VR would like to thank Neha Gupta, Deputy Director – Education, Confederation of Indian Industry (CII), Shalini S. Sharma, Senior Consultant and Head-Higher Education, CII, and Ravi Hira, Executive Officer, CII. VR would also like to thank doctoral committee members S. Achiraman, Associate Professor in Department of Environmental Biotechnology and S. Shanmugaapriya, Associate Professor in Department of Biomedical Science, as well as R. Thirumurugan (Professor and Head, Department of Animal Science), K. Emmanuvel Rajan (Professor, Department of Animal Science), Mahesh Kandasamy (UGC Assistant Professor, Department of Animal Science), Chellam Balasundaram, UGC Emeritus Professor (Rtd.), Department of Animal Science, Bharathidasan University, Tiruchirappalli and M.A. Akbarsha, Research Coordinator, National College (Autonomous), Tiruchirappalli for their continuous support, encouragement, and guidance during the course of this research. VR and BK would like to acknowledge the instrument facilities at Department of Animal Science established by Department of Science and Technology, Government of India, under DST-Promotion of University Research and Scientific Excellence (PURSE) Scheme-Phase II, Rashtriya Uchchatar Shiksha Abhiyan (RUSA)-2.O. VR would also further like to thank B. Gowdhami and her fellow lab-mates for moral support and encouragement.
The Supplementary Material for this article can be found online at: https://www.frontiersin.org/articles/10.3389/fnins.2022.833630/full#supplementary-material
Supplementary Figure 1 | Chemical parameters of VCO, ECO, and RCO. (A) Free Fatty Acid (B) Iodine Value (C) Peroxide Value (D) Saponification Value (E) Percentage Fatty acid composition determined using GC-MS relative to total fatty acid in VCO, ECO, and RCO. Data represent mean ± SD.
Supplementary Figure 2 | Assessment of cytotoxicity of LA in cancer (SH-SY5Y) and normal (L929) cells. (A) Cytotoxicity of LA in cancer (SH-SY5Y) cells by MTT assay. (B) and photomicrographs showing LA treated SH-SY5Y cells, panel 1—DIC, panel 2–AO-EB staining (scale bar, 50 μm), (C) Cytotoxicity of LA in normal (L929) cells by MTT assay (D) photomicrographs showing LA treated L929 cells, panel 1—DIC, panel 2–AO-EB staining (scale bar, 100 μm). Data represent mean ± SD.
Supplementary Figure 3 | JC-1 analysis of mitochondrial membrane potential in SH-SY5Y cells determined after 12 and 24h. (A) J-aggregate, normalized fluorescence intensity measured at λ590. (B) J-aggregate, normalized fluorescence intensity measured at λ520. (C) Mitochondrial trans-membrane potential (Δψm) calculated by a decrease in the λ590/520 ratio. Data represent mean ± SE.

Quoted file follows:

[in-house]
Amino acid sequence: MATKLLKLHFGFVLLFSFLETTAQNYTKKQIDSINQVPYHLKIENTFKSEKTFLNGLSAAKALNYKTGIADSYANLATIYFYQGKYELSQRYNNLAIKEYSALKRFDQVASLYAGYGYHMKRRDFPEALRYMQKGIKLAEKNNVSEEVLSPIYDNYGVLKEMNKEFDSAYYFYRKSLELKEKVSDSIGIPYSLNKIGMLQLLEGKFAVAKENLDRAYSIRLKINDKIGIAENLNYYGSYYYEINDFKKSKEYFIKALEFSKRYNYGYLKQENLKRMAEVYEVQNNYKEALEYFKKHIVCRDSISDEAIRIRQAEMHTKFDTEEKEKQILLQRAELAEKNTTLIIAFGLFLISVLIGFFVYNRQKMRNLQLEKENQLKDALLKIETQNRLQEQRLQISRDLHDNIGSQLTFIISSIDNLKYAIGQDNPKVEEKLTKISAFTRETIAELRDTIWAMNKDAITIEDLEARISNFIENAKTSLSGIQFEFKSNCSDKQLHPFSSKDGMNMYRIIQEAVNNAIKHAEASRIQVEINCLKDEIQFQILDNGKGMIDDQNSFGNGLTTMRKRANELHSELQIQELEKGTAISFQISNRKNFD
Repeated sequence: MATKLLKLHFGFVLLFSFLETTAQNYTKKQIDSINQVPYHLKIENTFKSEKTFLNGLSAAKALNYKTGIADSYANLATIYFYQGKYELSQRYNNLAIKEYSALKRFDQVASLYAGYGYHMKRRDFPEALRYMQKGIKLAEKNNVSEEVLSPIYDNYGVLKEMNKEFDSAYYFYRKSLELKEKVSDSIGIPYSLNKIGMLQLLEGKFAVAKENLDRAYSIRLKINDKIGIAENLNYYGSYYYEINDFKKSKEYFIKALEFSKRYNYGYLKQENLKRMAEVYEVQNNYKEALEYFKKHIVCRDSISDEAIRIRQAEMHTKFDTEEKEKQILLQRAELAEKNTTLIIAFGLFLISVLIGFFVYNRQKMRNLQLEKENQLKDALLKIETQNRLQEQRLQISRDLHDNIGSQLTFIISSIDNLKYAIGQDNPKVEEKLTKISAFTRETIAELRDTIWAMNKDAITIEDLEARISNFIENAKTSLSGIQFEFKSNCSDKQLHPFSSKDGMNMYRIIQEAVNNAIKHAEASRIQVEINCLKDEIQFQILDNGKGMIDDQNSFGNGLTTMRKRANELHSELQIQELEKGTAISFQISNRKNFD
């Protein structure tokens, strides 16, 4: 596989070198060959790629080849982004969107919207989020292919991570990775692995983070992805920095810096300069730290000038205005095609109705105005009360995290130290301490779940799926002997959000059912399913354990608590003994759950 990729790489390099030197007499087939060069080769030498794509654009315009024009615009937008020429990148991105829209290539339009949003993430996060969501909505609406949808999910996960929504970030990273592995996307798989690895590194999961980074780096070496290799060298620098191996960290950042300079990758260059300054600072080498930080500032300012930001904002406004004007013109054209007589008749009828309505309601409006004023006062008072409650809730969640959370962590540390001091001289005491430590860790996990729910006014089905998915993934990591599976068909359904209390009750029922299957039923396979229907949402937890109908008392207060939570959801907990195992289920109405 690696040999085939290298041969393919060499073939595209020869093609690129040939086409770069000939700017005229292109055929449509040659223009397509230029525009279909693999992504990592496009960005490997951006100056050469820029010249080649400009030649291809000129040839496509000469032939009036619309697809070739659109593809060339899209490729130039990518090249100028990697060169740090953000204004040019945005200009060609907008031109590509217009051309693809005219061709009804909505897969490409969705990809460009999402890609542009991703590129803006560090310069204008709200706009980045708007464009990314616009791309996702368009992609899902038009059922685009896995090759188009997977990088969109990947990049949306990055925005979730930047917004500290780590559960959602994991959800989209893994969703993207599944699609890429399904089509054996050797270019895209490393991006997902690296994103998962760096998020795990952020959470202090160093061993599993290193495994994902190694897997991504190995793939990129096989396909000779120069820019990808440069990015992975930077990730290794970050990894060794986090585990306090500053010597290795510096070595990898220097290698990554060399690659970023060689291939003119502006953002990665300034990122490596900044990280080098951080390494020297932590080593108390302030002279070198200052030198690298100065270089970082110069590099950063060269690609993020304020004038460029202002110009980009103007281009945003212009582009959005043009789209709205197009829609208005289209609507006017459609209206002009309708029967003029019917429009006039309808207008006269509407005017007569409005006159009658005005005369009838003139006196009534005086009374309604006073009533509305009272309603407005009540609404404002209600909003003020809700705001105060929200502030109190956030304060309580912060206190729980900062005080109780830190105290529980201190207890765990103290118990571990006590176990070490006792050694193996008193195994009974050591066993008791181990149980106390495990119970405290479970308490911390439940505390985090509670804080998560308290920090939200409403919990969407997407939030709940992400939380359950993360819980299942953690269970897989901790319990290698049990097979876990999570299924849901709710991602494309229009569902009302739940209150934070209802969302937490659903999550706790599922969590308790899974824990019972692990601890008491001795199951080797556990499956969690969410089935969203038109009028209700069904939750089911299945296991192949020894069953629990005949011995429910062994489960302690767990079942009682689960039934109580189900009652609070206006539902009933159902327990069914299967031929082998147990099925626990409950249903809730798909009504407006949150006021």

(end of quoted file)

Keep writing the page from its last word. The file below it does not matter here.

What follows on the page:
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Keywords: neuroinflammation, extraction process, lauric acid (LA), antioxidants, reactive oxygen species, cellular redox homeostasis, coconut oil (CO)
Citation: Ramya V, Shyam KP, Kowsalya E, Balavigneswaran CK and Kadalmani B (2022) Dual Roles of Coconut Oil and Its Major Component Lauric Acid on Redox Nexus: Focus on Cytoprotection and Cancer Cell Death. Front. Neurosci. 16:833630. doi: 10.3389/fnins.2022.833630
Received: 11 December 2021; Accepted: 11 February 2022;
Published: 11 March 2022.
Edited by:Gaurav Kumar, Galgotias University, India
Reviewed by:Ahmi Öz, Süleyman Demirel University, Turkey
Thiyagarajan Ramesh, Prince Sattam Bin Abdulaziz University, Saudi Arabia
Vishnubalaji Radhakrishnan, Qatar Biomedical Research Institute, Qatar
Copyright © 2022 Ramya, Shyam, Kowsalya, Balavigneswaran and Kadalmani. This is an open-access article distributed under the terms of the Creative Commons Attribution License (CC BY). The use, distribution or reproduction in other forums is permitted, provided the original author(s) and the copyright owner(s) are credited and that the original publication in this journal is cited, in accordance with accepted academic practice. No use, distribution or reproduction is permitted which does not comply with these terms.